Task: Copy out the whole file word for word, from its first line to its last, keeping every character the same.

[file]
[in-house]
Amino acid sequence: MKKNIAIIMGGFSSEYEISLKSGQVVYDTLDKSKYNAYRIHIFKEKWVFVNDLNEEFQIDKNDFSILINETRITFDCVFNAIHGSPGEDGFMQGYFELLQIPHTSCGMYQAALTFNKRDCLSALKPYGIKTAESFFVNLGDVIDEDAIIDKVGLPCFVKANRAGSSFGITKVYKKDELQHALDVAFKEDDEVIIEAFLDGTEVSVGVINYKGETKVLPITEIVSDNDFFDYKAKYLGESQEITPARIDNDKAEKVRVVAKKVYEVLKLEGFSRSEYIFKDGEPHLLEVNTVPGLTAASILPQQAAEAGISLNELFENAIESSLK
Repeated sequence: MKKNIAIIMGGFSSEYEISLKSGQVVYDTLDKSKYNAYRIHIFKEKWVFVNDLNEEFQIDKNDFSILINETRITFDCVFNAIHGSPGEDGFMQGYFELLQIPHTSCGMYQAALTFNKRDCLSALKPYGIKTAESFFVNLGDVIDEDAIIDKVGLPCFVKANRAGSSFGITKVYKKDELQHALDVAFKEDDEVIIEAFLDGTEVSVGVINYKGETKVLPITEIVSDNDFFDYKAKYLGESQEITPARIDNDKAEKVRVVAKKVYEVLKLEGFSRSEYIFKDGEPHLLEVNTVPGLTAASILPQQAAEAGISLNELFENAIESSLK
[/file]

[in-house]
Amino acid sequence: MKKNIAIIMGGFSSEYEISLKSGQVVYDTLDKSKYNAYRIHIFKEKWVFVNDLNEEFQIDKNDFSILINETRITFDCVFNAIHGSPGEDGFMQGYFELLQIPHTSCGMYQAALTFNKRDCLSALKPYGIKTAESFFVNLGDVIDEDAIIDKVGLPCFVKANRAGSSFGITKVYKKDELQHALDVAFKEDDEVIIEAFLDGTEVSVGVINYKGETKVLPITEIVSDNDFFDYKAKYLGESQEITPARIDNDKAEKVRVVAKKVYEVLKLEGFSRSEYIFKDGEPHLLEVNTVPGLTAASILPQQAAEAGISLNELFENAIESSLK
Repeated sequence: MKKNIAIIMGGFSSEYEISLKSGQVVYDTLDKSKYNAYRIHIFKEKWVFVNDLNEEFQIDKNDFSILINETRITFDCVFNAIHGSPGEDGFMQGYFELLQIPHTSCGMYQAALTFNKRDCLSALKPYGIKTAESFFVNLGDVIDEDAIIDKVGLPCFVKANRAGSSFGITKVYKKDELQHALDVAFKEDDEVIIEAFLDGTEVSVGVINYKGETKVLPITEIVSDNDFFDYKAKYLGESQEITPARIDNDKAEKVRVVAKKVYEVLKLEGFSRSEYIFKDGEPHLLEVNTVPGLTAASILPQQAAEAGISLNELFENAIESSLK